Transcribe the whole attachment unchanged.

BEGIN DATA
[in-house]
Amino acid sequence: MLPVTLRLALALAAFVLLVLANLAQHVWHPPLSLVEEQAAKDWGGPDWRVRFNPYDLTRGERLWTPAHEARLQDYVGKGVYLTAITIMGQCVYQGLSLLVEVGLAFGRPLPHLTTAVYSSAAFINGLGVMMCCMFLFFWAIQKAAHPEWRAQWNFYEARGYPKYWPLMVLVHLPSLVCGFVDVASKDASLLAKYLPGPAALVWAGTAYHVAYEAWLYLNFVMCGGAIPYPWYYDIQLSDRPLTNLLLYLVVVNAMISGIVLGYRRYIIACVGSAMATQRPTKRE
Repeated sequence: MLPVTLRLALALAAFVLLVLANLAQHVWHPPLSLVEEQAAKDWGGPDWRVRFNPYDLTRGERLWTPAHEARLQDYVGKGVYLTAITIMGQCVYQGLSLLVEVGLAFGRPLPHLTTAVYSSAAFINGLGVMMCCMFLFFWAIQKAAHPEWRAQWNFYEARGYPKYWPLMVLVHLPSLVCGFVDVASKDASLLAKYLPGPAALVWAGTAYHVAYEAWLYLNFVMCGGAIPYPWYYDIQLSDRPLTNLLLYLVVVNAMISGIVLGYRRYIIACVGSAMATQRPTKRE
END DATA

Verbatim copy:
[in-house]
Amino acid sequence: MLPVTLRLALALAAFVLLVLANLAQHVWHPPLSLVEEQAAKDWGGPDWRVRFNPYDLTRGERLWTPAHEARLQDYVGKGVYLTAITIMGQCVYQGLSLLVEVGLAFGRPLPHLTTAVYSSAAFINGLGVMMCCMFLFFWAIQKAAHPEWRAQWNFYEARGYPKYWPLMVLVHLPSLVCGFVDVASKDASLLAKYLPGPAALVWAGTAYHVAYEAWLYLNFVMCGGAIPYPWYYDIQLSDRPLTNLLLYLVVVNAMISGIVLGYRRYIIACVGSAMATQRPTKRE
Repeated sequence: MLPVTLRLALALAAFVLLVLANLAQHVWHPPLSLVEEQAAKDWGGPDWRVRFNPYDLTRGERLWTPAHEARLQDYVGKGVYLTAITIMGQCVYQGLSLLVEVGLAFGRPLPHLTTAVYSSAAFINGLGVMMCCMFLFFWAIQKAAHPEWRAQWNFYEARGYPKYWPLMVLVHLPSLVCGFVDVASKDASLLAKYLPGPAALVWAGTAYHVAYEAWLYLNFVMCGGAIPYPWYYDIQLSDRPLTNLLLYLVVVNAMISGIVLGYRRYIIACVGSAMATQRPTKRE